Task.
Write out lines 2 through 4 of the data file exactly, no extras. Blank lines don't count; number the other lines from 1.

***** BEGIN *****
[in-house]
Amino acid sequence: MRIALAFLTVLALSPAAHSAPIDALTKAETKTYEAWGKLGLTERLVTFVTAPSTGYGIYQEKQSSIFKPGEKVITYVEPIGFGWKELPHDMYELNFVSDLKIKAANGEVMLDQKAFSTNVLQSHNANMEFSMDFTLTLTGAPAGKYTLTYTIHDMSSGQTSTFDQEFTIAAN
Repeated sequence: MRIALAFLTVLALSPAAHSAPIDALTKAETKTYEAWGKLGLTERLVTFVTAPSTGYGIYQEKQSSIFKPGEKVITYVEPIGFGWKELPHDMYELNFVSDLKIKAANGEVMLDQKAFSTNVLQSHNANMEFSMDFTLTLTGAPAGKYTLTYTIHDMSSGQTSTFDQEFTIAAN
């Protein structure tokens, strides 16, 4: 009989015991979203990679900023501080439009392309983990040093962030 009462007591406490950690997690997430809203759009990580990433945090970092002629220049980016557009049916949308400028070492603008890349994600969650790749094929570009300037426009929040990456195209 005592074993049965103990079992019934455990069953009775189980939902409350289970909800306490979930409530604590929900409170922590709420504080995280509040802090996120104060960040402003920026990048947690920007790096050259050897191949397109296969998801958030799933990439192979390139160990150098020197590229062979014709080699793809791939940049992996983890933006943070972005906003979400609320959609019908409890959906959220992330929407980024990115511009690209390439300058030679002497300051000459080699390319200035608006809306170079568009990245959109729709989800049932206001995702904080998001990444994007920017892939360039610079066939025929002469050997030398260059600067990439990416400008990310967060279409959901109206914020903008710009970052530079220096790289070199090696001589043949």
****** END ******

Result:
Amino acid sequence: MRIALAFLTVLALSPAAHSAPIDALTKAETKTYEAWGKLGLTERLVTFVTAPSTGYGIYQEKQSSIFKPGEKVITYVEPIGFGWKELPHDMYELNFVSDLKIKAANGEVMLDQKAFSTNVLQSHNANMEFSMDFTLTLTGAPAGKYTLTYTIHDMSSGQTSTFDQEFTIAAN
Repeated sequence: MRIALAFLTVLALSPAAHSAPIDALTKAETKTYEAWGKLGLTERLVTFVTAPSTGYGIYQEKQSSIFKPGEKVITYVEPIGFGWKELPHDMYELNFVSDLKIKAANGEVMLDQKAFSTNVLQSHNANMEFSMDFTLTLTGAPAGKYTLTYTIHDMSSGQTSTFDQEFTIAAN
């Protein structure tokens, strides 16, 4: 009989015991979203990679900023501080439009392309983990040093962030 009462007591406490950690997690997430809203759009990580990433945090970092002629220049980016557009049916949308400028070492603008890349994600969650790749094929570009300037426009929040990456195209 005592074993049965103990079992019934455990069953009775189980939902409350289970909800306490979930409530604590929900409170922590709420504080995280509040802090996120104060960040402003920026990048947690920007790096050259050897191949397109296969998801958030799933990439192979390139160990150098020197590229062979014709080699793809791939940049992996983890933006943070972005906003979400609320959609019908409890959906959220992330929407980024990115511009690209390439300058030679002497300051000459080699390319200035608006809306170079568009990245959109729709989800049932206001995702904080998001990444994007920017892939360039610079066939025929002469050997030398260059600067990439990416400008990310967060279409959901109206914020903008710009970052530079220096790289070199090696001589043949």